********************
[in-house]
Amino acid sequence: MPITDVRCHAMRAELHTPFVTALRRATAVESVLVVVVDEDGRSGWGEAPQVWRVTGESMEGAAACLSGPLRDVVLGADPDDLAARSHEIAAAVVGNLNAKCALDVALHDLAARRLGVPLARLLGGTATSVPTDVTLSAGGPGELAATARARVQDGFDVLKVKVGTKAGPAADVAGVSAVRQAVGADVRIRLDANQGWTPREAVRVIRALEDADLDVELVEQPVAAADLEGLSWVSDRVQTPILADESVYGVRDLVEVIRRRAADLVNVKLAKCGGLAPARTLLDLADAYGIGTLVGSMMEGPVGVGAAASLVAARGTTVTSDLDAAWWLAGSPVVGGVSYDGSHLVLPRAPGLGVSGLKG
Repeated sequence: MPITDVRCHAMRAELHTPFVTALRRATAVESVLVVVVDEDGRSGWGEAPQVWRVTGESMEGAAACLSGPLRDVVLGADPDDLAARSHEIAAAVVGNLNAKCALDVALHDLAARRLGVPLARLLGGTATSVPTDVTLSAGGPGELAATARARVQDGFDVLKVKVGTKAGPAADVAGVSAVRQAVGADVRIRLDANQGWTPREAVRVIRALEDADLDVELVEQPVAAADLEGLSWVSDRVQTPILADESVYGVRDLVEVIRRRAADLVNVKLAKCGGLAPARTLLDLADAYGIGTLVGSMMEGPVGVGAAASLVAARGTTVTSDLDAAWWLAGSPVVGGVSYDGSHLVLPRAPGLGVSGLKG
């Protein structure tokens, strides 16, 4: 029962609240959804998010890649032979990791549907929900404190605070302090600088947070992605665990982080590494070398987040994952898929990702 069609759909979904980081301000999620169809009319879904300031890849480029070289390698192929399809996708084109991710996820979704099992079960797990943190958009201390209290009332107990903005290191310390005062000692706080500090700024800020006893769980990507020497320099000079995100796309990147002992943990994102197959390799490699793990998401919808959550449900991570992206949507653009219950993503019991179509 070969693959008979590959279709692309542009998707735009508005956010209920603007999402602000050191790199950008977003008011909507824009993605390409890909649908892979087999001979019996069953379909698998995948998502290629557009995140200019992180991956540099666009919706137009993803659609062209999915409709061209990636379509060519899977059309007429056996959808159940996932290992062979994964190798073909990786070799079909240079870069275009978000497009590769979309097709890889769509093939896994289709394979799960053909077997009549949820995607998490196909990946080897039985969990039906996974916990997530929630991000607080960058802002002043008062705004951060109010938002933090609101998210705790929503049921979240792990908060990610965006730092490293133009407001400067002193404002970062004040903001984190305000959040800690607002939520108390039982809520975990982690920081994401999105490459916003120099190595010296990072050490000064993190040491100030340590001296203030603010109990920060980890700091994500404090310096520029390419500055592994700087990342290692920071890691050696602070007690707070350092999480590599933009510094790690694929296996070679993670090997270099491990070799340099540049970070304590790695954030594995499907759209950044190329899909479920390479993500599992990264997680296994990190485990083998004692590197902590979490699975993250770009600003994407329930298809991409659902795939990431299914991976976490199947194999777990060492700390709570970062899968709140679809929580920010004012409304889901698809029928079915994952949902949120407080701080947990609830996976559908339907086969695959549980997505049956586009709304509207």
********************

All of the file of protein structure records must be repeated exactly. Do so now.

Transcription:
[in-house]
Amino acid sequence: MPITDVRCHAMRAELHTPFVTALRRATAVESVLVVVVDEDGRSGWGEAPQVWRVTGESMEGAAACLSGPLRDVVLGADPDDLAARSHEIAAAVVGNLNAKCALDVALHDLAARRLGVPLARLLGGTATSVPTDVTLSAGGPGELAATARARVQDGFDVLKVKVGTKAGPAADVAGVSAVRQAVGADVRIRLDANQGWTPREAVRVIRALEDADLDVELVEQPVAAADLEGLSWVSDRVQTPILADESVYGVRDLVEVIRRRAADLVNVKLAKCGGLAPARTLLDLADAYGIGTLVGSMMEGPVGVGAAASLVAARGTTVTSDLDAAWWLAGSPVVGGVSYDGSHLVLPRAPGLGVSGLKG
Repeated sequence: MPITDVRCHAMRAELHTPFVTALRRATAVESVLVVVVDEDGRSGWGEAPQVWRVTGESMEGAAACLSGPLRDVVLGADPDDLAARSHEIAAAVVGNLNAKCALDVALHDLAARRLGVPLARLLGGTATSVPTDVTLSAGGPGELAATARARVQDGFDVLKVKVGTKAGPAADVAGVSAVRQAVGADVRIRLDANQGWTPREAVRVIRALEDADLDVELVEQPVAAADLEGLSWVSDRVQTPILADESVYGVRDLVEVIRRRAADLVNVKLAKCGGLAPARTLLDLADAYGIGTLVGSMMEGPVGVGAAASLVAARGTTVTSDLDAAWWLAGSPVVGGVSYDGSHLVLPRAPGLGVSGLKG
């Protein structure tokens, strides 16, 4: 029962609240959804998010890649032979990791549907929900404190605070302090600088947070992605665990982080590494070398987040994952898929990702 069609759909979904980081301000999620169809009319879904300031890849480029070289390698192929399809996708084109991710996820979704099992079960797990943190958009201390209290009332107990903005290191310390005062000692706080500090700024800020006893769980990507020497320099000079995100796309990147002992943990994102197959390799490699793990998401919808959550449900991570992206949507653009219950993503019991179509 070969693959008979590959279709692309542009998707735009508005956010209920603007999402602000050191790199950008977003008011909507824009993605390409890909649908892979087999001979019996069953379909698998995948998502290629557009995140200019992180991956540099666009919706137009993803659609062209999915409709061209990636379509060519899977059309007429056996959808159940996932290992062979994964190798073909990786070799079909240079870069275009978000497009590769979309097709890889769509093939896994289709394979799960053909077997009549949820995607998490196909990946080897039985969990039906996974916990997530929630991000607080960058802002002043008062705004951060109010938002933090609101998210705790929503049921979240792990908060990610965006730092490293133009407001400067002193404002970062004040903001984190305000959040800690607002939520108390039982809520975990982690920081994401999105490459916003120099190595010296990072050490000064993190040491100030340590001296203030603010109990920060980890700091994500404090310096520029390419500055592994700087990342290692920071890691050696602070007690707070350092999480590599933009510094790690694929296996070679993670090997270099491990070799340099540049970070304590790695954030594995499907759209950044190329899909479920390479993500599992990264997680296994990190485990083998004692590197902590979490699975993250770009600003994407329930298809991409659902795939990431299914991976976490199947194999777990060492700390709570970062899968709140679809929580920010004012409304889901698809029928079915994952949902949120407080701080947990609830996976559908339907086969695959549980997505049956586009709304509207």